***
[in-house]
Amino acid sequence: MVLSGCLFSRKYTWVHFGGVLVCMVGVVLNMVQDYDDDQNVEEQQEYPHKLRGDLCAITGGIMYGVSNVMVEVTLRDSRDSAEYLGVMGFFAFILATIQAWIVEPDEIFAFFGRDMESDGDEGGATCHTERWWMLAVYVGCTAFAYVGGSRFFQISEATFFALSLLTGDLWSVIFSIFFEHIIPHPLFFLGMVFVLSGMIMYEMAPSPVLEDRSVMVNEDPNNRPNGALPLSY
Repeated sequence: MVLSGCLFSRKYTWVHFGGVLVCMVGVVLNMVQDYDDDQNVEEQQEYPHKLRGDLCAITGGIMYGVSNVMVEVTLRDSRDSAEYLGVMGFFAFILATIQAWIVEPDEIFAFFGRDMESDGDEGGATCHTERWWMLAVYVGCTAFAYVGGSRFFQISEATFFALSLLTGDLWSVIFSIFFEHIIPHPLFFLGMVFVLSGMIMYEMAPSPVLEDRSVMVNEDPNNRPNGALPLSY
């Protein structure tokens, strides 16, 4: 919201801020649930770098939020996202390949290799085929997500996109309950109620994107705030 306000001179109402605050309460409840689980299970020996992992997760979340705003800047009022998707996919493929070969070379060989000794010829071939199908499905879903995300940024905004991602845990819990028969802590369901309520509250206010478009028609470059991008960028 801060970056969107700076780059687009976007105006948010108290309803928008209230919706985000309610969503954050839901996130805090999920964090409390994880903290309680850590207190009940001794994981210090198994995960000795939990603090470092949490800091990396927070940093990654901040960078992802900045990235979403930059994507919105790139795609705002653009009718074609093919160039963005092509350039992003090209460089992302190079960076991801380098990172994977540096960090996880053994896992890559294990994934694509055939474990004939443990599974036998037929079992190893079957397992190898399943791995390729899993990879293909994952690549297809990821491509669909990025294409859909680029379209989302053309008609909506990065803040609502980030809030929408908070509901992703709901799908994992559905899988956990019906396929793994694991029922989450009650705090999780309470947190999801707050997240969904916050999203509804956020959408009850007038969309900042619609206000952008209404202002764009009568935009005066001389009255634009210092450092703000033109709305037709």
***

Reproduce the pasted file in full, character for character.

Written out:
[in-house]
Amino acid sequence: MVLSGCLFSRKYTWVHFGGVLVCMVGVVLNMVQDYDDDQNVEEQQEYPHKLRGDLCAITGGIMYGVSNVMVEVTLRDSRDSAEYLGVMGFFAFILATIQAWIVEPDEIFAFFGRDMESDGDEGGATCHTERWWMLAVYVGCTAFAYVGGSRFFQISEATFFALSLLTGDLWSVIFSIFFEHIIPHPLFFLGMVFVLSGMIMYEMAPSPVLEDRSVMVNEDPNNRPNGALPLSY
Repeated sequence: MVLSGCLFSRKYTWVHFGGVLVCMVGVVLNMVQDYDDDQNVEEQQEYPHKLRGDLCAITGGIMYGVSNVMVEVTLRDSRDSAEYLGVMGFFAFILATIQAWIVEPDEIFAFFGRDMESDGDEGGATCHTERWWMLAVYVGCTAFAYVGGSRFFQISEATFFALSLLTGDLWSVIFSIFFEHIIPHPLFFLGMVFVLSGMIMYEMAPSPVLEDRSVMVNEDPNNRPNGALPLSY
């Protein structure tokens, strides 16, 4: 919201801020649930770098939020996202390949290799085929997500996109309950109620994107705030 306000001179109402605050309460409840689980299970020996992992997760979340705003800047009022998707996919493929070969070379060989000794010829071939199908499905879903995300940024905004991602845990819990028969802590369901309520509250206010478009028609470059991008960028 801060970056969107700076780059687009976007105006948010108290309803928008209230919706985000309610969503954050839901996130805090999920964090409390994880903290309680850590207190009940001794994981210090198994995960000795939990603090470092949490800091990396927070940093990654901040960078992802900045990235979403930059994507919105790139795609705002653009009718074609093919160039963005092509350039992003090209460089992302190079960076991801380098990172994977540096960090996880053994896992890559294990994934694509055939474990004939443990599974036998037929079992190893079957397992190898399943791995390729899993990879293909994952690549297809990821491509669909990025294409859909680029379209989302053309008609909506990065803040609502980030809030929408908070509901992703709901799908994992559905899988956990019906396929793994694991029922989450009650705090999780309470947190999801707050997240969904916050999203509804956020959408009850007038969309900042619609206000952008209404202002764009009568935009005066001389009255634009210092450092703000033109709305037709």